smokingHelping older people who experience mental ill health to give up smoking has positive health benefits and does not, as previously thought, worsen depression, new research has found.

Research, published online in the British Journal of Psychiatry, suggests that more should be done to help older people with mental ill health who smoke to give up the habit. Currently, they are less likely to be offered smoking cessation support because professionals believe that it could exacerbate mental health problems.

Depressive disorders and smoking are leading contributors to the global disease burden among adults, and an association between smoking and poor mental health has been widely documented. Likewise, taking up smoking has been shown to predispose an individual to poor mental health, and conversely those suffering with poor mental health are more likely to take up smoking.

Many theories have been proposed to explain this bi-directional relationship. These include the possibility that smoking and mental ill health have common causes such as genetic vulnerability. It has also been proposed that those with poor mental health may smoke as a way of self-medicating.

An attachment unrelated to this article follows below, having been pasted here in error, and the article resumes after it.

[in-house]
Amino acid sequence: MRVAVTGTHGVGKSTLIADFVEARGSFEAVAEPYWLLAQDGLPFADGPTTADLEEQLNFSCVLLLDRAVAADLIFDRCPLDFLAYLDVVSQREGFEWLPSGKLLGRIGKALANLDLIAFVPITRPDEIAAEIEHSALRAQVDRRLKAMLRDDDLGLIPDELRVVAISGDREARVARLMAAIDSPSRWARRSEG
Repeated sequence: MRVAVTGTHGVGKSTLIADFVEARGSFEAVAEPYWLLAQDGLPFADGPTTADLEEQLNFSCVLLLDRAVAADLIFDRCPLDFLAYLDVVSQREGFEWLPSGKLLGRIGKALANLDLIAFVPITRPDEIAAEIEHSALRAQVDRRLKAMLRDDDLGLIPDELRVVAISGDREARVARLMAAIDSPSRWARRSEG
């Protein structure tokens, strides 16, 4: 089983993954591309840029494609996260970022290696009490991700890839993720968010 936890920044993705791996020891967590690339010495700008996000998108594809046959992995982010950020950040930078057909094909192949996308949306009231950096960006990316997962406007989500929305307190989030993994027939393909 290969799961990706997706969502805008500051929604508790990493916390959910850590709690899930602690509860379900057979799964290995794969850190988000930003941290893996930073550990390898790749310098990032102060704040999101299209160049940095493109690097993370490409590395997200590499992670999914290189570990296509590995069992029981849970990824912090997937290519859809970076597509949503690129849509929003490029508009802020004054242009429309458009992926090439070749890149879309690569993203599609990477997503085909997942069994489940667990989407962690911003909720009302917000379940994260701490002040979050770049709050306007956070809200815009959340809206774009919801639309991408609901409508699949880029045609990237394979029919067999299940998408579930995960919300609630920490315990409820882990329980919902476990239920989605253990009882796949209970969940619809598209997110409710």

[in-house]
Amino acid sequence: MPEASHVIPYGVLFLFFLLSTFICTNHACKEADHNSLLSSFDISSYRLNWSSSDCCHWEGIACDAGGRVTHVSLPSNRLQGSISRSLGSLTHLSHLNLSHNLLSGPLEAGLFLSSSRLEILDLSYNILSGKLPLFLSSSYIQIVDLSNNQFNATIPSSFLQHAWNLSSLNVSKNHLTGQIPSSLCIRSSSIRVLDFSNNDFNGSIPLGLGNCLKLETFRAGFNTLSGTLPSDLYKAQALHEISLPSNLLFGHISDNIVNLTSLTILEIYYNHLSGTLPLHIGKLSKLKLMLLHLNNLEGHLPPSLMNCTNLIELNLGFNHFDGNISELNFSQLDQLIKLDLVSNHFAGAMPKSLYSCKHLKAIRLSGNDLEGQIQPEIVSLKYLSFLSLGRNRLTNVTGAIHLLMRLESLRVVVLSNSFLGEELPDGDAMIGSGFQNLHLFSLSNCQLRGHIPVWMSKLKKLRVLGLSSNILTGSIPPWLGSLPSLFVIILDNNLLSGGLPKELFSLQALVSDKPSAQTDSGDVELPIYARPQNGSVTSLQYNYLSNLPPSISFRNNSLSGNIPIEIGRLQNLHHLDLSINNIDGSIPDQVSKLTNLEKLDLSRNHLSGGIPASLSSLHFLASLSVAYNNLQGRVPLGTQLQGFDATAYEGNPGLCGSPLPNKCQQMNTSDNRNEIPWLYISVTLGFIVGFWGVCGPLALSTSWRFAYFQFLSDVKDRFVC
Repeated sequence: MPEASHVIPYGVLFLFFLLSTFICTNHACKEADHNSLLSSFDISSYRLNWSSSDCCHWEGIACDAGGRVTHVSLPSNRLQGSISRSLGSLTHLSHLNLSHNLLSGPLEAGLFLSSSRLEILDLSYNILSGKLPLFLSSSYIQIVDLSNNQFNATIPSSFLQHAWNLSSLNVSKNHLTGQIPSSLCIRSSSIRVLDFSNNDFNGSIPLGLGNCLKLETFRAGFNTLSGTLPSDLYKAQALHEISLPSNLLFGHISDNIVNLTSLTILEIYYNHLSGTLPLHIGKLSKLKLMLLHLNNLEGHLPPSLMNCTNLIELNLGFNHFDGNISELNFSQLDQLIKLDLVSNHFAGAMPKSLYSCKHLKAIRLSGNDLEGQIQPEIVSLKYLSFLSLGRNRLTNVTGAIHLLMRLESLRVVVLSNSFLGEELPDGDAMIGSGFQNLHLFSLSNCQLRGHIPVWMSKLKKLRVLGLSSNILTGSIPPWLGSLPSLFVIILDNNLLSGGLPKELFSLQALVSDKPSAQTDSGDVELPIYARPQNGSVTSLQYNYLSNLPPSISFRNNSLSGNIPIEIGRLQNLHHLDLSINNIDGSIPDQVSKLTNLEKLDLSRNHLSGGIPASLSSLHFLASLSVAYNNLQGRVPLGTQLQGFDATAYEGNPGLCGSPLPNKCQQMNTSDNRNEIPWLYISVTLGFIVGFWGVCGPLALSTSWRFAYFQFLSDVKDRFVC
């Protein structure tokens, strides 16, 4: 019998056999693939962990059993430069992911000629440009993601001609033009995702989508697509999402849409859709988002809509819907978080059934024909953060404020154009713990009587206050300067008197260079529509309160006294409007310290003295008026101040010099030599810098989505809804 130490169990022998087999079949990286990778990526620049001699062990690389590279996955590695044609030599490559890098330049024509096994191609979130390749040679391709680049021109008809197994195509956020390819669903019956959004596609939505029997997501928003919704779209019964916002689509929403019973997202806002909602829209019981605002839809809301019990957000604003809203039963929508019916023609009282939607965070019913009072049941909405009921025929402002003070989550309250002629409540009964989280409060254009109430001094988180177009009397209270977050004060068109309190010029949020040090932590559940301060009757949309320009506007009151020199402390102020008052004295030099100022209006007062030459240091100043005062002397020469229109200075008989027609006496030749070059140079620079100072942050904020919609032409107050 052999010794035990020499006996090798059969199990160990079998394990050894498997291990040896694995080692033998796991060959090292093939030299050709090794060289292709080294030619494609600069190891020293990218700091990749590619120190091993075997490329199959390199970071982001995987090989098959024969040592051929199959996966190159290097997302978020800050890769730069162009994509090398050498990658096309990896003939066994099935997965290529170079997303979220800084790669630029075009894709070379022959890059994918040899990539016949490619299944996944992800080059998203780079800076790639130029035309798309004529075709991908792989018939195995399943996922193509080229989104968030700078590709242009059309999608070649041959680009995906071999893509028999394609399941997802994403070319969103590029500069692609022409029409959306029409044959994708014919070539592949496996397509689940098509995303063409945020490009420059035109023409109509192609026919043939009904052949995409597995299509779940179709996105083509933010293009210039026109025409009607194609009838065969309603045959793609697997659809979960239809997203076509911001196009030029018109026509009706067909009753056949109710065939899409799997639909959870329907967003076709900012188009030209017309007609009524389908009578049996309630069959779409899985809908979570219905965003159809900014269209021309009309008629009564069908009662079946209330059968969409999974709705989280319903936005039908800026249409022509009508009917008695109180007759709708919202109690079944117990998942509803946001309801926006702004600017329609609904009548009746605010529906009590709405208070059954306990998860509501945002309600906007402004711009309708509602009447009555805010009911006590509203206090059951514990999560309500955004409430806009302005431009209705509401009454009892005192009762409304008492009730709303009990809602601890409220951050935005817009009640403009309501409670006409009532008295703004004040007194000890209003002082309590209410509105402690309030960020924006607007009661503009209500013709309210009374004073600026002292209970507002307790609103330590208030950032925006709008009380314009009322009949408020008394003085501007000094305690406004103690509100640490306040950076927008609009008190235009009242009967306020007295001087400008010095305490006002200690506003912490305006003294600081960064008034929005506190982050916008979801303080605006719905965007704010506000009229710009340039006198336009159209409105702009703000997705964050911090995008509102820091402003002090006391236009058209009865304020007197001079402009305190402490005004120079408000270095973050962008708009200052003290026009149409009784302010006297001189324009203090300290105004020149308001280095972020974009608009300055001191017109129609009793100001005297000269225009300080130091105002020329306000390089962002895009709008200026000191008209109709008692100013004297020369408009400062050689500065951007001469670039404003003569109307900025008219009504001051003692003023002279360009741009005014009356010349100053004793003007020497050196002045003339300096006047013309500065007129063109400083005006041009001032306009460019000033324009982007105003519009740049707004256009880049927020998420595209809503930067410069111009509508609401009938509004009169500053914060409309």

The research, carried out by Lion Shahab and colleagues from University College London, refutes this belief. Their study suggests that the bi-directional relationship between smoking and mental ill health is not equal and that it is mental ill health that maintains smoking more than the other way around.

Taking this a step further, they also found that stopping smoking does not lead to an exacerbation of depression among older people.

But smokers with a history of mental ill health are less likely to attempt to give up smoking or to be successful if they try.

Taken together these findings strongly suggest that older smokers, including those with depression, should be encouraged and supported to give up, and that those with depression should be given the additional support needed to achieve success. Giving up will do no harm at all, and there is likely to be an overall consequent improvement in physical health.

“Stopping smoking is the single most important step anyone can take to improve their health, whatever their age,” Dr Shahab said. “Our findings show that quitting does not worsen and, if anything improves mental health, even after life-long smoking. However, smokers with depression may require more help so clinicians should support cessation to reduce health inequalities.”